Walter Russell Mead writes about Kurds in Syria obtaining some autonomy, and its implications.
Syria’s Kurds once waged a fruitless struggle with Damascus against discrimination and for basic rights like citizenship and official recognition of a distinct Kurdish language and culture. Now, however, the equation has changed, and large chunks of northeastern Syria are now under the sole control of the Kurds.
Back in July, Butcher Assad ceded the responsibility of governing and maintaining law and order in northeastern Syria to Kurdish leaders. In return they would keep out of the uprising. Syrian Kurdish leaders have taken this responsibility and run with it. ...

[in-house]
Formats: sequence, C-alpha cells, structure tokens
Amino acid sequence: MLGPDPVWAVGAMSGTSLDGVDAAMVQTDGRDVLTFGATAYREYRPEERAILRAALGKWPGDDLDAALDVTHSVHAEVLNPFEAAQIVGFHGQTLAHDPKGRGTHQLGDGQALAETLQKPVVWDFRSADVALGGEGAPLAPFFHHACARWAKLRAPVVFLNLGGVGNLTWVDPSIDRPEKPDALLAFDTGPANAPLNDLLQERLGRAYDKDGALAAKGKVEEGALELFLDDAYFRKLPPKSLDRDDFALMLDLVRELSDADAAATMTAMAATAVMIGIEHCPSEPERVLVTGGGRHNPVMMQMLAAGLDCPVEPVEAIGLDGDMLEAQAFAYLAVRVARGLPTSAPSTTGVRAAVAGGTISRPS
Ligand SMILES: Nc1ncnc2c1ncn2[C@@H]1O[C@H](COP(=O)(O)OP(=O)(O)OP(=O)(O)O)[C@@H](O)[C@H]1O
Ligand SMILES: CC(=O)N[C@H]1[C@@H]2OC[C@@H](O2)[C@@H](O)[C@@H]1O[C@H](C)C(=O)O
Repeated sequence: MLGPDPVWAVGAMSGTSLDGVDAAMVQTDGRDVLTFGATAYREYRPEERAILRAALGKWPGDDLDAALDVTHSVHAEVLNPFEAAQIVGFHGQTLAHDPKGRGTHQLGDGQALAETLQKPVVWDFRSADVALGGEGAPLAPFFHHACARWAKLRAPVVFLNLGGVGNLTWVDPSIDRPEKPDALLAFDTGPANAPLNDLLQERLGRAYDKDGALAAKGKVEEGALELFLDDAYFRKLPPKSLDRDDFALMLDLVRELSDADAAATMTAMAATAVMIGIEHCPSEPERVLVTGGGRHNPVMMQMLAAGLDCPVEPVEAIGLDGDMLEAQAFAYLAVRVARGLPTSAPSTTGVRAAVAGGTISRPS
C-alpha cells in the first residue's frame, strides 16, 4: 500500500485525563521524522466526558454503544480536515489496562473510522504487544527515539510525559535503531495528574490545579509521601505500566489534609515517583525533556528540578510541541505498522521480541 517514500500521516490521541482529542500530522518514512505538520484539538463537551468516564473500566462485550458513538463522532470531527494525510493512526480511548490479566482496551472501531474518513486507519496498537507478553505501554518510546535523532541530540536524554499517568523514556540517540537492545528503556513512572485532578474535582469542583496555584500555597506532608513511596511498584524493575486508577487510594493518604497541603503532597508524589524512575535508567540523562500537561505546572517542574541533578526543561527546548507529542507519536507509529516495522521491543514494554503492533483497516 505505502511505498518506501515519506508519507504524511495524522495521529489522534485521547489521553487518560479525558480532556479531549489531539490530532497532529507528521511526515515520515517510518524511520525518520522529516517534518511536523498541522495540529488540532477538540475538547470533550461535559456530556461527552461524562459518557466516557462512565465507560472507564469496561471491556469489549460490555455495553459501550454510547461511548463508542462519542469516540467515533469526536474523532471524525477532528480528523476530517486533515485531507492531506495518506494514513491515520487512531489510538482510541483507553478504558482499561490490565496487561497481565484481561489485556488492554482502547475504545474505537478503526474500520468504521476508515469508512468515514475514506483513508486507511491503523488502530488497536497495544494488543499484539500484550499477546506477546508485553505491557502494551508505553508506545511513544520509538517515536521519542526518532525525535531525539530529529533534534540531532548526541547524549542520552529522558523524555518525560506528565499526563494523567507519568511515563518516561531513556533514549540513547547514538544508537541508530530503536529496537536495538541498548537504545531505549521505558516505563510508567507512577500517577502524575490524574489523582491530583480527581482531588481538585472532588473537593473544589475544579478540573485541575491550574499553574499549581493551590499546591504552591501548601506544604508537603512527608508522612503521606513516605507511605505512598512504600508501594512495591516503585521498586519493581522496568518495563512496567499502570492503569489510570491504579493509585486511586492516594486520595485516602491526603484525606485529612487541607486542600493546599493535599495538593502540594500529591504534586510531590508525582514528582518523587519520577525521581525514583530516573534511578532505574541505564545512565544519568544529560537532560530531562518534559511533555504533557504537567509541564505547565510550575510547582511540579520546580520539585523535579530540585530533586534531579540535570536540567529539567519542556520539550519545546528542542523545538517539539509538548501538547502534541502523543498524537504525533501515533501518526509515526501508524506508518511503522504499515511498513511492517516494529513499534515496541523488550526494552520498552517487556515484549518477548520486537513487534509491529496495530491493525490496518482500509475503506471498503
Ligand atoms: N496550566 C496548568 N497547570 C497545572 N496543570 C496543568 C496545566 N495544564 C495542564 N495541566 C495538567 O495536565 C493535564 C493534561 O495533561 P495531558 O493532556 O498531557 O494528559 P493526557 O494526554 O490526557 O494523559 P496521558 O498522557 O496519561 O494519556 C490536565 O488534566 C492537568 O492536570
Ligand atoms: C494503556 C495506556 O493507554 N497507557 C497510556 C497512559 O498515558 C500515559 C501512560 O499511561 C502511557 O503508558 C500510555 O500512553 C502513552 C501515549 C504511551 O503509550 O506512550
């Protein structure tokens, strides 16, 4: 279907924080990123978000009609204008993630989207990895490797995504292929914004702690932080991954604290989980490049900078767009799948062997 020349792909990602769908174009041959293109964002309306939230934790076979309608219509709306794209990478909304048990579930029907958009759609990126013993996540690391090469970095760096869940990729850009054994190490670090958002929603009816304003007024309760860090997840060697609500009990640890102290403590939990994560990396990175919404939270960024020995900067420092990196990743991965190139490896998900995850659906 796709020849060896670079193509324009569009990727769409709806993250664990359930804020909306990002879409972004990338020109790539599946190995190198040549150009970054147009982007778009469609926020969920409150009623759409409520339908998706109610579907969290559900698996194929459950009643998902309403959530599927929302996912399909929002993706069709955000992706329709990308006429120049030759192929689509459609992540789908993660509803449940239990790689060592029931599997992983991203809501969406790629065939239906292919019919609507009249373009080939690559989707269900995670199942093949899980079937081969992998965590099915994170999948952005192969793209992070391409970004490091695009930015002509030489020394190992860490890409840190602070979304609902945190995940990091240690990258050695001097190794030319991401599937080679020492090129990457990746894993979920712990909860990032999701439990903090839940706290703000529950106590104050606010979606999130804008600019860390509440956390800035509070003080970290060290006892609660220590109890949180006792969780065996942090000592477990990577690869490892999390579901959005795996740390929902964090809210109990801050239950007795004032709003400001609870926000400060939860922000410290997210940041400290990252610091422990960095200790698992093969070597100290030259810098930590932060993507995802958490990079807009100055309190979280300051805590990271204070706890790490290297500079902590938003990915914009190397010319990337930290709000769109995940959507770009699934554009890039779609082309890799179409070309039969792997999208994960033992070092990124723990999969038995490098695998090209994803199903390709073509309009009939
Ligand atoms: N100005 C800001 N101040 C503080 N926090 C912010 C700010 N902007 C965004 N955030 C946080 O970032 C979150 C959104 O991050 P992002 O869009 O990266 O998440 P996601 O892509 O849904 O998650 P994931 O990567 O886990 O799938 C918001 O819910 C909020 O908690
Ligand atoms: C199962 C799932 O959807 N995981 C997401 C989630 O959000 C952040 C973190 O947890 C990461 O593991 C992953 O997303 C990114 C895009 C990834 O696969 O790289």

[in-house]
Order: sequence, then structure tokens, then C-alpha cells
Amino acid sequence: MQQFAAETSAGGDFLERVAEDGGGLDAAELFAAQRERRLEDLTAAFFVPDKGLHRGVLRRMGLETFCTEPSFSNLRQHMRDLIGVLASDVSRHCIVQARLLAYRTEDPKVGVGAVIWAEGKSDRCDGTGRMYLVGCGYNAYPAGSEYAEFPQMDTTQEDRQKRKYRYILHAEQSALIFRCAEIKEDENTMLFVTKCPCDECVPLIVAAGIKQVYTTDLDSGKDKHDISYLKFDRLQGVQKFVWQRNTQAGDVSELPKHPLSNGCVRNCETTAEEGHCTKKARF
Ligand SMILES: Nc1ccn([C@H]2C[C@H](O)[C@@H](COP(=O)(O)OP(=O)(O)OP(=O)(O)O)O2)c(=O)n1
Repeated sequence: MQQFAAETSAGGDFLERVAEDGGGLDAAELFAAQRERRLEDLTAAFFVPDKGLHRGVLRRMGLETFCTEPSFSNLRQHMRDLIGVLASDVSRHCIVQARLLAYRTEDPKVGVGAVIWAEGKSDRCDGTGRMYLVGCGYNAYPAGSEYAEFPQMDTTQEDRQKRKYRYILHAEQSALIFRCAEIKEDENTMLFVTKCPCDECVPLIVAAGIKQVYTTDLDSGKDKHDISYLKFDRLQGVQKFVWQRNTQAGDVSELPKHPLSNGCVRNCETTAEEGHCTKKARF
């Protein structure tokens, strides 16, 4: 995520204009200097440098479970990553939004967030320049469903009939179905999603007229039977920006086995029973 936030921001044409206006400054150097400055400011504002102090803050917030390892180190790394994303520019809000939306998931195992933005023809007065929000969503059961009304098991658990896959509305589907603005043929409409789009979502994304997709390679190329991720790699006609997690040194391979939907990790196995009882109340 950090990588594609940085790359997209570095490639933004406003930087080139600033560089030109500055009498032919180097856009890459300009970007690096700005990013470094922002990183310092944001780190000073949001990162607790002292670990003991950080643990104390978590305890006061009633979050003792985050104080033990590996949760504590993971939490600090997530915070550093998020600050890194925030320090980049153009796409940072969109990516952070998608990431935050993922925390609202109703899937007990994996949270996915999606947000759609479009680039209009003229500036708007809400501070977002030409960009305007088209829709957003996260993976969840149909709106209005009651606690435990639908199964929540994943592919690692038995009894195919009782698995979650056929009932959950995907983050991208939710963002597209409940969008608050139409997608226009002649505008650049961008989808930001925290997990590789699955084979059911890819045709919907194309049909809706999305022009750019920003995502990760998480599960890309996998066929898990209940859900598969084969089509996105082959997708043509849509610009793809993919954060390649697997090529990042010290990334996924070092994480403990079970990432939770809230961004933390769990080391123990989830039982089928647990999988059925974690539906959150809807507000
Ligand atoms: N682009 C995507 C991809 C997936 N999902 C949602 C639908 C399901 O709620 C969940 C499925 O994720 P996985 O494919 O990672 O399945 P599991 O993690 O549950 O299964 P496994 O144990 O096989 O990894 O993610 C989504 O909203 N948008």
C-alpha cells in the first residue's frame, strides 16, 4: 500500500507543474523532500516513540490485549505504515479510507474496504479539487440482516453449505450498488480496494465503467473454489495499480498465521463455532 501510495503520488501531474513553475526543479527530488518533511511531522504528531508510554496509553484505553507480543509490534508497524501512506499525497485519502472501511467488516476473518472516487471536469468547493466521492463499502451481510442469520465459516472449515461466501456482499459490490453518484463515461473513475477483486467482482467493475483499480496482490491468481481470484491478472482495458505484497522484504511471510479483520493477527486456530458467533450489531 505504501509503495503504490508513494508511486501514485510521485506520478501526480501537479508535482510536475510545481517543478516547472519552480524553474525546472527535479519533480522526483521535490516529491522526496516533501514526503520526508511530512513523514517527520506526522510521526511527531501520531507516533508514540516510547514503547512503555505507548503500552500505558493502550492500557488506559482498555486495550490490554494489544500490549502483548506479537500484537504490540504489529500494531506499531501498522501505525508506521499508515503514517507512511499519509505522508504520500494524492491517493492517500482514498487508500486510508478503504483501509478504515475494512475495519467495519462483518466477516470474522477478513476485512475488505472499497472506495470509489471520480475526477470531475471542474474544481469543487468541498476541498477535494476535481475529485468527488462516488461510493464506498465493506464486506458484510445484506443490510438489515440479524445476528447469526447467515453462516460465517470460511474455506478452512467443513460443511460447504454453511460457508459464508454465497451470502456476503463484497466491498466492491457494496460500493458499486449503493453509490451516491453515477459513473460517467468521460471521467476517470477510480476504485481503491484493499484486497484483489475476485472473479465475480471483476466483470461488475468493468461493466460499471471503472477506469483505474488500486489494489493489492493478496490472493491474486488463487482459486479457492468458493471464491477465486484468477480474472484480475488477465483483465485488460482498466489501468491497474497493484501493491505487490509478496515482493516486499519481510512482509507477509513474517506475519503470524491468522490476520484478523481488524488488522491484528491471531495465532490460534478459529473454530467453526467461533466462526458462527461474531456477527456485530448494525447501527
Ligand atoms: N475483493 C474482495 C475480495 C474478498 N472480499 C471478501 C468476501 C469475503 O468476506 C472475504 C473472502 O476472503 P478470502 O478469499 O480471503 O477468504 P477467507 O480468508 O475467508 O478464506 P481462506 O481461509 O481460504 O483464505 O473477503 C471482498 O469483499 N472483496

... Meanwhile, Assad also eased restrictions on the Kurdistan Workers’ Party. The PKK is mostly based in Turkey and Iraq, and its insurgency in Turkey has grown more intense in tandem with the Syrian civil war; observers suspect Assad is using the PKK to distract and annoy Turkey. The PKK, according to reports, now occupies towns along much of Syria’s border with Turkey. The past few months have seen an intensifying battle between the Turkish state and the PKK. Ankara claims to have killed hundreds of insurgents, and the PKK has been blamed for a spate of recent attacks on policemen and army checkpoints. A recent article in Turkey’s Zaman newspaper likened the PKK to the Taliban and described widespread drug cultivation in areas of Turkey controlled by the PKK, with enormous profits from the drug trade filling the coffers of Kurdish groups. All this suggests a renewed struggle in the Middle East between the Kurds and their host countries (see map above). We’re likely to see Syrian Kurds start to push harder and more successfully for the same kind of regional autonomy as in Iraqi Kurdistan. Depending on inter-Kurdish politics, we might see the PKK establish a safe haven and base of operations in northeastern Syria from which to launch attacks in Turkey. This could in turn lead to Turkish incursions into Syria.